Health Insurance Coverage 101

If you own a small business, it's important to take measured steps and consider all options in choosing the best plan for you and your employees.

By Evan Greenberg

Sep 2018

a doctor drops a coin into a piggy bank
Photo courtesy Shutterstock

Rene Jager, office manager at Glass Tint USA, helped shepherd a recent switch from an independent health insurance provider to a multiple employer welfare arrangement (MEWA) backed by the Missouri Chamber of Commerce and Industry. Jager offers some tips for businesses when offering insurance.

Consider the Alternatives

Sure, employer-backed health insurance plans are an investment, but they are one that can pay off. Insurance is an incentive that a company can offer its employees. It can be an effective tool to woo recruits or keep current employees satisfied with their position. “Turnover in employees is extremely expensive,” Jager says. As she notes, turnover can prove costly, and offering insurance could make people more willing to stay at one place.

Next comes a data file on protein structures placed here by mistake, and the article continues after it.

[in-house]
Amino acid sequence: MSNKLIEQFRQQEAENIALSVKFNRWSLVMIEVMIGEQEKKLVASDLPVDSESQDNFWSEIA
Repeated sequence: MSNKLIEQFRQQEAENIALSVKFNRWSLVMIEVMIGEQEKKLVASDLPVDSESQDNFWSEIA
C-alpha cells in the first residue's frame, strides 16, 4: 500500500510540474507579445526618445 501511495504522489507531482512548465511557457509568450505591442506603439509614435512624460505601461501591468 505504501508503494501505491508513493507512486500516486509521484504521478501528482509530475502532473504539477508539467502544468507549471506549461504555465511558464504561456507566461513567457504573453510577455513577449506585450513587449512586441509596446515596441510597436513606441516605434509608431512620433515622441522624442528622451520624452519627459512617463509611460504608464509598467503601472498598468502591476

Examine Your Options 

Jager notes the importance of doing your homework when it comes to choosing an insurance provider. Glass Tint USA switched its insurance after it determined that its prior plan was too pricey. “I think it’s really important that you use a broker that can price several different insurance companies, and you can compare each one apples-to-apples so that you know that you’re getting what your corporation needs for your employees and yourself.”

Plan the Deductible

When Glass Tint USA searched for a new provider, Jager was quick to mind the deductible. “When we pursued [insurance through the MEWA program], I didn’t want such a high deductible that employees would feel the need to not ever use it,” Jager says. “If you’ve got such a huge deductible on it, they’re going to stay sick or continue to have issues. It’s kind of a fine line there. If you make it too cheap, they use it for everything.”